Ahead of the Curve: The Clareville Townhouses, Kensington
I don’t know why they have bothered building a big bang machine at Cern, a friend of mine remarked shortly after the Large Hadron Collider blew a majorly expensive electrical circuit, if they want to watch things moving at the speed of light, they should come around my house and watch the gas meter.
Admittedly, if you’re shelling out the best part of £5 million on buying a new build, your hardly going to be thinking location, location, gas bill. So it comes as a bit of surprise to find that high-end luxury property developers, Morpheus Developments, have elected to go down the less well trodden path of sustainable housing with three new townhouses in Kensington & Chelsea. After all, the occupants of the Royal Borough, one suspects, were instrumental in ensuring that Boris Johnson was elected Mayor of London, and that the proposed hike in charges for so-called Chelsea tractors, along with the early demise of the western extension to the congestion charge, never saw the light of day.
So having acquired a prime piece of real estate, the old Webber Douglas Drama School on Clareville Street, within tractor range of some of the most expensive postcodes in London, why take the chance? The thrust and ethos of Morpheus Developments is towards sustainable housing, explains Giles Green, Morpheus Developments Managing Director. The Clareville footprint was pretty unique: a new build in London, which provided us with an opportunity to explore such eco-tec features as geothermal heating. After all, you can’t put boreholes into a penthouse. It was the beginning of a learning curve for us, moving towards sustainability, and we learnt a lot.
Gutsy stuff considering as the townhouses at Clareville, unlike their previous capital projects, was not client led, but Morpheus first ground-up development financed solely by the company itself. No less than 16 geothermal boreholes were drilled for the three properties. Not an easy operation considering that each borehole had to be drilled to a depth of 100m, and the local strata of Kensington & Chelsea proved as reluctant to going green as the local inhabitants. What was supposed to take six weeks actually took six months, recounts Giles of the drilling operation.
Geothermal heat pumps work by circulating a mixture of water and antifreeze around a loop of pipe buried deep underground. As the liquid travels around the loop it absorbs the natural heat of the ground which is then used to heat radiators, under-floor heating systems and hot water, dispensing with the need to install a conventional gas boiler. However, they produce a lower heat temperature than traditional boilers, so it was essential that the new builds were well insulated. Double glazing was used throughout the building, says Giles, we even used recycled lambs wool insulation instead of fibreglass.
Heat and insulation was not the only consideration they took into account. In order to maximise ambient light and assist the low energy lighting, the basement was fitted with a glass ceiling to the rear, and a specially designed floating staircase, which sits below another glass skylight in the roof, allows light to permeate to the lower levels.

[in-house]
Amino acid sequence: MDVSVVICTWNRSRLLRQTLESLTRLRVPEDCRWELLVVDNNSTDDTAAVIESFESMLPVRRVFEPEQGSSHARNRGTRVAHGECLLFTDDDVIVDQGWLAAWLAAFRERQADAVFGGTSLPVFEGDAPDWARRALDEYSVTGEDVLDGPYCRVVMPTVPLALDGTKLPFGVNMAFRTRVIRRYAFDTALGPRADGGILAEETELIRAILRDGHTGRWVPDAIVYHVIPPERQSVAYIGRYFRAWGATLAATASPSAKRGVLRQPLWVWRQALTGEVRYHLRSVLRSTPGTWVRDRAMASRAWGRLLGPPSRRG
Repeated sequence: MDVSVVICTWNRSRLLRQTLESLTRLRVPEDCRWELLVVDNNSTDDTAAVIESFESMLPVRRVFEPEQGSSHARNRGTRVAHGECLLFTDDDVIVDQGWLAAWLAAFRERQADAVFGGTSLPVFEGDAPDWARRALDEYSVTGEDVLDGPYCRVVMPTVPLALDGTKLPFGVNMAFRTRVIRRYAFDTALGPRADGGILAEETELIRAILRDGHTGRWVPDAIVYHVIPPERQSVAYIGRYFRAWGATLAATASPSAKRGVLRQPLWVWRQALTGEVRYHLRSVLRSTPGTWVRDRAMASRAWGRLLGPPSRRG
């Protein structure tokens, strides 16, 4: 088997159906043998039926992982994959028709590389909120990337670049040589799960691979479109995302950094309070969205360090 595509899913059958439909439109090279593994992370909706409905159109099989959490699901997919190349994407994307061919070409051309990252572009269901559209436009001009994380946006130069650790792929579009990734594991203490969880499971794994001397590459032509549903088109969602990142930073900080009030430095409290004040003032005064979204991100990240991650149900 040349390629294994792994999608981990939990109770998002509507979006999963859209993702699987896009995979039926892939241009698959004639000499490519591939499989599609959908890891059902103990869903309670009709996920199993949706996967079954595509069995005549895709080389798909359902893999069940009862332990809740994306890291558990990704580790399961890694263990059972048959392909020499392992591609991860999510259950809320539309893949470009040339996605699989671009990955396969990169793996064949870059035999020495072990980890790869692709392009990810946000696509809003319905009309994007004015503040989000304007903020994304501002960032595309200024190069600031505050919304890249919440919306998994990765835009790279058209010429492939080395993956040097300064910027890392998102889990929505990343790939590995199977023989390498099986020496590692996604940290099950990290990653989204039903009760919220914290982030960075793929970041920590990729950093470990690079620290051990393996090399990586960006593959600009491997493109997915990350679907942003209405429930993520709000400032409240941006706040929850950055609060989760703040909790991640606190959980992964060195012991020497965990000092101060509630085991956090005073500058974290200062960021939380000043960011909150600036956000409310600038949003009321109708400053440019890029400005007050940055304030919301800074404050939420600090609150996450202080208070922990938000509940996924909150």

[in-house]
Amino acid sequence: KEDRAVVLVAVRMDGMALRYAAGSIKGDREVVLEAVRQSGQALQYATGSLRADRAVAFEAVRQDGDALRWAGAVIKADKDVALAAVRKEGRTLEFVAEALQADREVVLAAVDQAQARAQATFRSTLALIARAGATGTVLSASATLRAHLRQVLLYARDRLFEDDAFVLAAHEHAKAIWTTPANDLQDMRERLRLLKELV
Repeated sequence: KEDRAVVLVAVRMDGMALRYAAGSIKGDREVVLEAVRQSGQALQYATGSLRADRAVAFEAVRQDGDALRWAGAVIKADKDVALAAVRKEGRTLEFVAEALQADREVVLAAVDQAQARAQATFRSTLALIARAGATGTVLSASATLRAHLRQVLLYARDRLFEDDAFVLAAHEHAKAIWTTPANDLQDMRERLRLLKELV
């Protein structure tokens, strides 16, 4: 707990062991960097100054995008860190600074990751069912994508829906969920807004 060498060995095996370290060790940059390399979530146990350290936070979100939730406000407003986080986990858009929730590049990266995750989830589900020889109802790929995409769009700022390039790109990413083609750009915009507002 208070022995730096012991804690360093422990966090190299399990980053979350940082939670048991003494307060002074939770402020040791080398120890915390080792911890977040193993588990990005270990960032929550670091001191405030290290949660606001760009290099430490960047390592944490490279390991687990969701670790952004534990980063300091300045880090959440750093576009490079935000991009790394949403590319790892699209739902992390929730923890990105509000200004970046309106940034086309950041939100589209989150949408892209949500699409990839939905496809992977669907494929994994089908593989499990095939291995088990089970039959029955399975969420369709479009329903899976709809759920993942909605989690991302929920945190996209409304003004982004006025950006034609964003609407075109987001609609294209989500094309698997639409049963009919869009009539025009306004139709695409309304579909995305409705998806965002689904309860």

Morpheus, of course, didn’t get where they are today by gambling on proposed amendments to building regulations regarding energy-efficient housing, hedging their bets by continuing their trademark commitment to contemporary and luxurious design.
Thus the Clareville properties boast all the essential requirements for a luxurious lifestyle: a master suite occupying the entire second floor, with private sitting room, his & hers marble bathrooms, and mandatory walk-in wardrobe, designed and built out of FSC certified walnut by the in-house joinery team. The kitchen boasts all mod cons and includes a wine cellar, while the basement area benefits from a media room and is configurable to individual clients requirements, whether it be additional accommodation or staff quarters. There is both garage and off-street parking and the buildings entire electrical system, lighting, sound system, security and heating, can be controlled, remotely if so wished, by a Creston Home Automation System.
Giles freely admits that the sale of the first two properties was had little to do with their green credentials. About tenth on people’s list I would say. The first two properties sold due to traditional factors, location and quality of work, and the fact that they’re new builds with 10 year warranties, not because they have bore holes beneath them.
How much did Morpheus expend on sustainability then? Not as much as we got back, laughs Giles, around 50,000 per house, and we wouldn’t change that. We hardly scratched the surface of what was possible, and we would definitely make the same decisions again. I think when our clients come to sell in five years time, factors such the sustainability and a low carbon footprint, are going to become more and more important.
The final Clareville property is available for viewing through Knight Frank’s Kensington office. www.knightfrank.co.uk +44 (0)20 7861 1780.